The Philadelphia Police Department enlisted federal drug agents to infiltrate crowds of protesters during racial justice demonstrations in the city last spring, a move that critics say may have circumvented a decades-old ban aimed at deterring police from spying on activists.
The undercover operation was made public last week by Citizens for Responsibility and Ethics in Washington, a D.C.-based think tank that obtained emails between police and federal officials through a lawsuit under the Freedom of Information Act.
The emails show Philadelphia police requested the DEA support on June 2 and the operation lasted at least through June 6.
In one message, a ranking agent with the drug agency emailed colleagues and told them they’d be placed on teams to assist Philadelphia police and should “dress in a fashion that will allow you to bend [sic] in with the crowds. Masks and bag packs are a good idea.” Another from a DEA official said, “the purpose of the request is to identify protest leaders, agitators, and individuals who are inciting violence or destruction of property.”
The Philadelphia Police Department is restricted from using its own officers to infiltrate protest groups. A 1987 mayoral directive written as part of a settlement to a lawsuit requires that to conduct covert surveillance of activists, Philadelphia police must detail a threat of criminal activity in writing and obtain approval from the police commissioner and the city managing director.
That settlement was reached under former Mayor W. Wilson Goode Sr. and does not apply to other agencies, nor lay out a process for Philadelphia police to request another agency to conduct surveillance.
City spokesperson Deana Gamble on Monday said that settlement protocol did not apply in this case and that Philadelphia police “did not partner with other agencies to physically infiltrate protests.” She categorized the DEA’s involvement as “general assistance” that was “unfortunately couched as ‘infiltration’ by the requesting officer.”
But David Kairys, the civil rights attorney who filed the 1987 suit, said Philadelphia police should not have asked another agency to infiltrate protests without the written approval required under the settlement, as the department is “still a party to doing it.”
“You’re enlisting another law enforcement agency, and you’re asking them to do it for the city,” he said. “All it does is join them with another agency, which together with them will do the same thing that the settlement prohibits.”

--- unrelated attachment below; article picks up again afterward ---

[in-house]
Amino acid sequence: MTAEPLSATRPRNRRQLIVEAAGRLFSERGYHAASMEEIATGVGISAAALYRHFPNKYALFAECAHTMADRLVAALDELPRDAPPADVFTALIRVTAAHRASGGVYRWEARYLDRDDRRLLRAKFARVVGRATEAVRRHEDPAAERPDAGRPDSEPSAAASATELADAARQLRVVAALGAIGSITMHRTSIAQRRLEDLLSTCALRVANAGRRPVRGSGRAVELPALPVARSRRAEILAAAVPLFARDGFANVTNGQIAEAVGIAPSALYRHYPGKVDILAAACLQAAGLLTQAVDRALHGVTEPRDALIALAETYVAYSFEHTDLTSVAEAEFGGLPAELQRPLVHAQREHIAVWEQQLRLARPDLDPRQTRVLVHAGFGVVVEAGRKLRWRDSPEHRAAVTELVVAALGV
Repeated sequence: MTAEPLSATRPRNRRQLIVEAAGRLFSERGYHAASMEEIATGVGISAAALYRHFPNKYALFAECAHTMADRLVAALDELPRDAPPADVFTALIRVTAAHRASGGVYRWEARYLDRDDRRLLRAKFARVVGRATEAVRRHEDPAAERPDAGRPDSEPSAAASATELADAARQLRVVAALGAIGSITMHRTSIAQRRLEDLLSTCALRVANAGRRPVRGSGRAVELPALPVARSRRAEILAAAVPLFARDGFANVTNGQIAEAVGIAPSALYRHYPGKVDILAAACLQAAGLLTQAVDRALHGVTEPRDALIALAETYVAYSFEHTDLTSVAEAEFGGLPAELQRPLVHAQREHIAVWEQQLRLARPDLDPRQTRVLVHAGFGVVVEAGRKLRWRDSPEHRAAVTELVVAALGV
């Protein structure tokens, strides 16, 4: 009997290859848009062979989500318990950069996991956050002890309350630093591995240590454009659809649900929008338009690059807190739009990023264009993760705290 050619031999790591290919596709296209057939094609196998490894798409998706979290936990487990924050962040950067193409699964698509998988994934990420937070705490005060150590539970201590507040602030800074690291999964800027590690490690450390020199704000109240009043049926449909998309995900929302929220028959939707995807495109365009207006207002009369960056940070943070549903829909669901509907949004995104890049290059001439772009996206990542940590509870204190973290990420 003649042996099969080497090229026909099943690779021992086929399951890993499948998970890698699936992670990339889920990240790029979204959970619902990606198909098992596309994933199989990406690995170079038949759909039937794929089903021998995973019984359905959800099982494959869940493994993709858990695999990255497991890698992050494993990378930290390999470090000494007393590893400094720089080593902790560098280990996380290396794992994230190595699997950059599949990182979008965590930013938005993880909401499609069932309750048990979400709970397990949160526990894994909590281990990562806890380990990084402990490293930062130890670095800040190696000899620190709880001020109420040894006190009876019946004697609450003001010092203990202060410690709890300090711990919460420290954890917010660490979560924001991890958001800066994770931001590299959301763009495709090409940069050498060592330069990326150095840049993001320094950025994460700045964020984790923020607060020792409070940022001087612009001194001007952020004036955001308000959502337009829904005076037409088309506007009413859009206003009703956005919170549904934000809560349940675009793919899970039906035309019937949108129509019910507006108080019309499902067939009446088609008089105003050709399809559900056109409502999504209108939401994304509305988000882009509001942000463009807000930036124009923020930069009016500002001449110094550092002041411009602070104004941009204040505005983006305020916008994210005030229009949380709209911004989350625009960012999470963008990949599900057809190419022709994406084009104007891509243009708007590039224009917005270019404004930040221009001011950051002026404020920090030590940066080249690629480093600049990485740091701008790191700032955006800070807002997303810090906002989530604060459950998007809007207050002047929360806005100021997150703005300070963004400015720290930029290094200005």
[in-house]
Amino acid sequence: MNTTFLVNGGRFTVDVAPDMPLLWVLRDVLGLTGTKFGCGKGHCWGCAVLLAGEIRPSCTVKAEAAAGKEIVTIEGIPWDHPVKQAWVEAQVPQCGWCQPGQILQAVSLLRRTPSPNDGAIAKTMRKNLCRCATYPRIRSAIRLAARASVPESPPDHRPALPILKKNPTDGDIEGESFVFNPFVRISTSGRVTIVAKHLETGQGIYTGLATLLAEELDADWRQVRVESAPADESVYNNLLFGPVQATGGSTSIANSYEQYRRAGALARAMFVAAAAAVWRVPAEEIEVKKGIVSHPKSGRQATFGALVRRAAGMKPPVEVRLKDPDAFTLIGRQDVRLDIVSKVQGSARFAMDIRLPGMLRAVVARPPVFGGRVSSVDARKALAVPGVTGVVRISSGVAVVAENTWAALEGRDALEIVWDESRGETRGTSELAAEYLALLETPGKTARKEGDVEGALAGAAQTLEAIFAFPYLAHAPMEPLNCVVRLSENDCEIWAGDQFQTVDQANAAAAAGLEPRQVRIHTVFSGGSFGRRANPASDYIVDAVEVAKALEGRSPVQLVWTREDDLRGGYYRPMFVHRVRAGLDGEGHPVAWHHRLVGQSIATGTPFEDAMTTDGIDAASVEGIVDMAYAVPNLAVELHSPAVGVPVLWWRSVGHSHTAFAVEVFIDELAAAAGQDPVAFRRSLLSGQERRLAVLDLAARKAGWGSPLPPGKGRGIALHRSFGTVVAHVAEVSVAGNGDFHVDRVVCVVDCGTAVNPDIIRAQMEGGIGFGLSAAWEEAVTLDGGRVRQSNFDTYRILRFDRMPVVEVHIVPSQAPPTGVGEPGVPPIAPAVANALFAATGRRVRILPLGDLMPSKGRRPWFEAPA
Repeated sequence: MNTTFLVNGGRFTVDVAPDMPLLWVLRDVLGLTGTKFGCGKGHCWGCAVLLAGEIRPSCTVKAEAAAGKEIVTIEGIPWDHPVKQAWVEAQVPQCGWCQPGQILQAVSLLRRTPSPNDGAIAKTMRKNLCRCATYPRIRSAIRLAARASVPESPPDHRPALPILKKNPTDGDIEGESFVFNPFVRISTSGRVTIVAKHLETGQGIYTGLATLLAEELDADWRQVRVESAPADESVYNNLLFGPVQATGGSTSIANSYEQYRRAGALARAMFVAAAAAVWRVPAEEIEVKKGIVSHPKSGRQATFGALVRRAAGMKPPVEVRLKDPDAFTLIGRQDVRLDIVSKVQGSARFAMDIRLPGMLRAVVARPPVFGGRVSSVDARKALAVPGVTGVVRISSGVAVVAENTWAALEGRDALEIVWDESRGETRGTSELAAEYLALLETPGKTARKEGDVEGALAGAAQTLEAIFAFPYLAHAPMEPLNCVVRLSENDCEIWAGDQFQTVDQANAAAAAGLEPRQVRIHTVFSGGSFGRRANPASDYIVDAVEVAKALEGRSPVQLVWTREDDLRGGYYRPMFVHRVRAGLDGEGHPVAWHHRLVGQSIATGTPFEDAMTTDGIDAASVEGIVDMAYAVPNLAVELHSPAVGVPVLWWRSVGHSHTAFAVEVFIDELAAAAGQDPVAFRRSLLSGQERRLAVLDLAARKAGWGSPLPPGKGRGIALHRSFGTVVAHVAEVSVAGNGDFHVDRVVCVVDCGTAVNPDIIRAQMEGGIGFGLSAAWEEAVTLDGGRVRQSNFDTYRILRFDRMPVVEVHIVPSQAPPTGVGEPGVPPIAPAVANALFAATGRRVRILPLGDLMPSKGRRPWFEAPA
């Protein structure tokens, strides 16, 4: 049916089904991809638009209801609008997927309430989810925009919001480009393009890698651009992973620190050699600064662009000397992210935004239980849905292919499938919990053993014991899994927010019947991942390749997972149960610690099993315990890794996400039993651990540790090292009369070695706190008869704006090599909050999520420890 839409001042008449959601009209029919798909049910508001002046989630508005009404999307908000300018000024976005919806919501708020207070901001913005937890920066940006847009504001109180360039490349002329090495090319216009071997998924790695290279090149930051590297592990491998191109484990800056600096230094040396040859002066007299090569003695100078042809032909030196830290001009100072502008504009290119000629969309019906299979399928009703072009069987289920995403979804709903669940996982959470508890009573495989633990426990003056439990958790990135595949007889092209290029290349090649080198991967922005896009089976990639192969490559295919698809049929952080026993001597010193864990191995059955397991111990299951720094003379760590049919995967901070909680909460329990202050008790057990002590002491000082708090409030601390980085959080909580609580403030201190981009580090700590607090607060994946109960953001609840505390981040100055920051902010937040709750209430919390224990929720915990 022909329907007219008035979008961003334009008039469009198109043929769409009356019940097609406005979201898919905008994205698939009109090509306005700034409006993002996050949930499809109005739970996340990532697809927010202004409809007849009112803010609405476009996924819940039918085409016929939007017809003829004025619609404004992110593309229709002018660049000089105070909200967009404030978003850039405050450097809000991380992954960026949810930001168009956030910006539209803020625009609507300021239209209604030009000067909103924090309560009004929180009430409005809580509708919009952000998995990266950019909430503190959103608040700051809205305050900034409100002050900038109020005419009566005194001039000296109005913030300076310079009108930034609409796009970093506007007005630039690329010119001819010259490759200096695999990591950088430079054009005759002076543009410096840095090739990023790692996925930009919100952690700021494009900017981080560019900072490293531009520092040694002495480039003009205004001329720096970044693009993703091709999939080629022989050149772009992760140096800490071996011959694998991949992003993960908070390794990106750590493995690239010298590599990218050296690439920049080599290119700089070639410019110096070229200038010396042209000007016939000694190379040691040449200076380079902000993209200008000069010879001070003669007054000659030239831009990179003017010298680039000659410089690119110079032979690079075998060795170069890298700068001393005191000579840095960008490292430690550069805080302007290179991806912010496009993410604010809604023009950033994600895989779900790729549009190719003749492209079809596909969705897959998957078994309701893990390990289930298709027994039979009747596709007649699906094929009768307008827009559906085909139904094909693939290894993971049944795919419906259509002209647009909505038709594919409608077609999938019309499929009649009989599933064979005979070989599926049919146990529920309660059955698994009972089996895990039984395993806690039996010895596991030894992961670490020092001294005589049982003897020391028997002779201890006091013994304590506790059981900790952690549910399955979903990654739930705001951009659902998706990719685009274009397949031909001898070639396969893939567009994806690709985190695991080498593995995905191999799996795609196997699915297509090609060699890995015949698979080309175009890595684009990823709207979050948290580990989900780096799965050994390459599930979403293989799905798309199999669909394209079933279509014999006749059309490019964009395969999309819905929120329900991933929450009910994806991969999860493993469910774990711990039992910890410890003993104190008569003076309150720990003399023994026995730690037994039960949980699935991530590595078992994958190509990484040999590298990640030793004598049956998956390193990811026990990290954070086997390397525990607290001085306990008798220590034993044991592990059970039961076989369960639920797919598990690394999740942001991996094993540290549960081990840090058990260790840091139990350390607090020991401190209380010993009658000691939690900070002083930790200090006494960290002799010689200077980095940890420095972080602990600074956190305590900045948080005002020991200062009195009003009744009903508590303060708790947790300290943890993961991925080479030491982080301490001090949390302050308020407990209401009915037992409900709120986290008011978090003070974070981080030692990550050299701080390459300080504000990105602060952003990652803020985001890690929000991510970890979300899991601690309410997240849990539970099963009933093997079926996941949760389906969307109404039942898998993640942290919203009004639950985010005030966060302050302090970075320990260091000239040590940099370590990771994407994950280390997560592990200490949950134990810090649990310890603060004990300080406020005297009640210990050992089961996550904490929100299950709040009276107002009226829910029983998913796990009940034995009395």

The managing director in June was Brian Abernathy, who announced his resignation in July as the city was under fire for its handling of the protests and unrest.
Police spokesperson Sgt. Eric Gripp said the request to the DEA “did not rise to the level of an ‘operation’ that required approval” by Police Commissioner Danielle Outlaw. He also said the request by the sergeant did not meet the department’s definition of “physical infiltration,” which is that such surveillance would target a specific group or organization.
He said police did not ask the DEA to conduct undercover surveillance of protesters, saying the request “was for undercover agents to enter the crowd to look for individuals involved in violent criminal activity or about to engage in criminal activities, who have been known to hide among lawful protesters.”
A handful of law enforcement agencies coordinated with Philadelphia police to quell the unrest, which began in the city on May 30. Some protests devolved into property destruction, arson, and commercial burglary. In addition to local police, Pennsylvania State Police, the National Guard, and other federal partners assisted, and the New York Times reported Department of Homeland Security aircraft monitored protests across the nation, including in Philadelphia.
The Justice Department in late May granted the DEA — which is typically restricted to enforcing drug crimes — temporary, sweeping authority to enforce other federal statutes and assist local police departments amid the nationwide unrest. Its work included “monitoring crowd movements to identify bad actors and criminal activity” and the nationwide authorization lasted until June 14, agency spokesperson Patricia Hartman said.
Philadelphia police were among dozens of law enforcement agencies that “requested DEA resources to help secure police buildings and federal property, and report crowd movements during that time,” Hartman said. She declined to specify how many agents were assigned.